I’ve modified their headline for my title, because even that is biased.
Whatcott’s legal team claims the CBC misrepresented him when they panned to one of his pamphlets declaring “Kill the Homosexual” during the story – words Whatcott maintains were a spoof of a 2008 Alberta Human Rights Commission ruling tossing out a complaint about a death metal song urging listeners to “Kill the Christian.”
Tom Schuck, Whatcott’s lawyer, said the broadcaster should have used one the pamphlets at issue in the current Supreme Court case.
“But they dredged up this old pamphlet and then misconstrued it for the general public,” he said.
In doing so, Schuck argues “they allege that Bill advocates killing homosexual people – that would be hate speech under the criminal code.”
Figures the CBC would play dirty. Of course, that parody was, to say the least, ill-advised.
If anything, this is the sort of service that’s most important for the CBC to be maintaining, IMO.
Segal, a member of the Senate’s Foreign Affairs committee and chair of its special Committee on Anti-Terrorism, says the busting down of RCI to an Internet radio station will block RCI from millions of people living under repressive regimes.
“In those parts of the world where the Internet is blocked, such as the People’s Republic of China, Iran and North Korea, there is no way for RCI’s messages of freedom and opportunity to get there,” he told the Senate. “I blame the board of the Canadian Broadcasting Corporation and its senior management, who cut far away from home rather than cutting here, because it was more convenient for them to do so.”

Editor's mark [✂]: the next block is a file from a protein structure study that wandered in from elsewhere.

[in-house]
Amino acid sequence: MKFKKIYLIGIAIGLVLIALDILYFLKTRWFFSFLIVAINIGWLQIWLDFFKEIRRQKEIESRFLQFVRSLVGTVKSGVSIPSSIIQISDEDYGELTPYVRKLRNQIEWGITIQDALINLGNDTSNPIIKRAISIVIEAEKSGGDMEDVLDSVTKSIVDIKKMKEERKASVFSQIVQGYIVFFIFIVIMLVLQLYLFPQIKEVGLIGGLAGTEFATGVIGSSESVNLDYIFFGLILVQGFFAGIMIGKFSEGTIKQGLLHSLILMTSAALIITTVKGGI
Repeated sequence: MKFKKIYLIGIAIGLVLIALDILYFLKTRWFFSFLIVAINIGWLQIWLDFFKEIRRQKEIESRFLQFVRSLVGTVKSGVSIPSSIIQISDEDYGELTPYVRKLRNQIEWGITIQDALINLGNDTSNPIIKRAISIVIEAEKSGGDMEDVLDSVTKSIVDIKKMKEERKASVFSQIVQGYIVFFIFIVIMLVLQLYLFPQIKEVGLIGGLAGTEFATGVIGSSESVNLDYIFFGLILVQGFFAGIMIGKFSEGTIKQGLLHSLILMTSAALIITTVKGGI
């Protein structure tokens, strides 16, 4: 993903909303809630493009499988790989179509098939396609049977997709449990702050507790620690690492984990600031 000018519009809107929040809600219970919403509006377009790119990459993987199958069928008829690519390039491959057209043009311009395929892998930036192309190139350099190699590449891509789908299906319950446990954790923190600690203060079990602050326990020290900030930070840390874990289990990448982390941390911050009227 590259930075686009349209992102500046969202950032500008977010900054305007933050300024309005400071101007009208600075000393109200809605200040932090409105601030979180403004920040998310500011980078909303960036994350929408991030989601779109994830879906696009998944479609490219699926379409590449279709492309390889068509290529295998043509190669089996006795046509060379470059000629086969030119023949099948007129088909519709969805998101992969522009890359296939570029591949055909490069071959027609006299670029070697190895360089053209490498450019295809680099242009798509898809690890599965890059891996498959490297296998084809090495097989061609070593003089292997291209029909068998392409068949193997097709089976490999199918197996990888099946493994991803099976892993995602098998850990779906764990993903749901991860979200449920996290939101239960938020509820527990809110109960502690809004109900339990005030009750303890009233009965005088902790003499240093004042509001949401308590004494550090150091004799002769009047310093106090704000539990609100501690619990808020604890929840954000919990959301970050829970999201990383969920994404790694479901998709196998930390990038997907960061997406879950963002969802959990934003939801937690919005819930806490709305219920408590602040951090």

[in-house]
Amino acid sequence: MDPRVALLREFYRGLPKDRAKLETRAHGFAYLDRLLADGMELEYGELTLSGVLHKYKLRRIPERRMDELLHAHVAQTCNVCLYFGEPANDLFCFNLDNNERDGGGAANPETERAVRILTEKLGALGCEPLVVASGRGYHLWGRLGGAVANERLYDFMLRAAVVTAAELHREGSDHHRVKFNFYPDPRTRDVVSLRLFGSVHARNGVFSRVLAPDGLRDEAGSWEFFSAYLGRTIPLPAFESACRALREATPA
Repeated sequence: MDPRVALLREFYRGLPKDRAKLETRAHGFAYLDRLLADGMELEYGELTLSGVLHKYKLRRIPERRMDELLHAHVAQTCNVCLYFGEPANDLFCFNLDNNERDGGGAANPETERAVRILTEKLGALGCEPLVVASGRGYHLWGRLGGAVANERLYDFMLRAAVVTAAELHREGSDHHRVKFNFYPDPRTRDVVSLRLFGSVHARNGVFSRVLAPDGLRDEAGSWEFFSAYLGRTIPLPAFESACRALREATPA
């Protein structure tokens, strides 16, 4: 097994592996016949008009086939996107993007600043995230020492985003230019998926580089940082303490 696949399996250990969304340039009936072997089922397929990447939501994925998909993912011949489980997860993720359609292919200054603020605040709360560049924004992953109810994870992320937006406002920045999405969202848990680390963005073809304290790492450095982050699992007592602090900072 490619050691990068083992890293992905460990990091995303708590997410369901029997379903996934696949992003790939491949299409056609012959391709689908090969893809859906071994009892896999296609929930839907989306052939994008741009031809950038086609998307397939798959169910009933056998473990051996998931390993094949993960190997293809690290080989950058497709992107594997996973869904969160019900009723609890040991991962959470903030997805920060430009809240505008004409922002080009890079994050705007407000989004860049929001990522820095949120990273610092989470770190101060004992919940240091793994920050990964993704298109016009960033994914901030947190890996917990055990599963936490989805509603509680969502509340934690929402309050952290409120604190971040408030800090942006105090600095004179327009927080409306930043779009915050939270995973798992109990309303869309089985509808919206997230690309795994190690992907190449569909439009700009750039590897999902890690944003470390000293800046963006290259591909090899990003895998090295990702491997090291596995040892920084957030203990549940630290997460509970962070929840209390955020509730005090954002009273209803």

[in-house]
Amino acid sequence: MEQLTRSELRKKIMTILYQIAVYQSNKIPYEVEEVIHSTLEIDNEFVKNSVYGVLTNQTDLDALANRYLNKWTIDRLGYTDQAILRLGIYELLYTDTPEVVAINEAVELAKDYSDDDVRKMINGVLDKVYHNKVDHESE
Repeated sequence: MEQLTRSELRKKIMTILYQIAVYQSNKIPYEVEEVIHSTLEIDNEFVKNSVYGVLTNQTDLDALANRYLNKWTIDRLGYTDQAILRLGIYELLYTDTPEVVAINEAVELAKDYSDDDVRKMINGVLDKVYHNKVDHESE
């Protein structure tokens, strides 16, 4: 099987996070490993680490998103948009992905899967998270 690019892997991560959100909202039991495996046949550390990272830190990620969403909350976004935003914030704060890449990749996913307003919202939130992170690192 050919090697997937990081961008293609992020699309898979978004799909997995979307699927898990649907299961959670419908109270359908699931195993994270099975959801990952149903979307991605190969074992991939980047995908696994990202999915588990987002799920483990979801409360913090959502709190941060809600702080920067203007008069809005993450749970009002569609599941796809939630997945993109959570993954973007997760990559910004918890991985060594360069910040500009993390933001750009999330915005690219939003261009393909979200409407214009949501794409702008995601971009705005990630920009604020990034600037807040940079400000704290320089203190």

CBC is slashing 80 per cent of Radio Canada International’s budget, cutting dozens of full- and part-time jobs, eliminating much original programming and confining the 67-year-old Voice of Canada broadcast to a website.
In many developing nations, access to the Internet is either limited or non-existent, with millions of people relying solely on radio for national and international news and information.
Wait, what? Who knew they wasted our money that way?
The broadcaster will also stop producing news bulletins, but keep other programs.
It now produces and broadcasts daily and weekly programs in one or more of seven languages: English, French, Spanish, Russian, Mandarin, Arabic, and Portuguese. Some of its reports and interviews air on its partner stations in most of these languages.
It will close its Russian and Portuguese departments, keeping the others “to help audiences discover and especially understand democratic and cultural life and values in Canada,” said CBC president Hubert Lacroix.
The 2012 budget cuts 10% of the CBC’s funding. But it deserves it:
[The CBC], in programming on English radio and TV, has been utterly feckless, constantly diminishing its own standards. It has leaned right and ostentatiously pro-businesslike, a nervous Nelly anticipating criticism before it arrives. It has abandoned excellence in countless areas. On many nights, the main CBC English channel schedule looks like a mishmash of game shows and lightweight news and docs.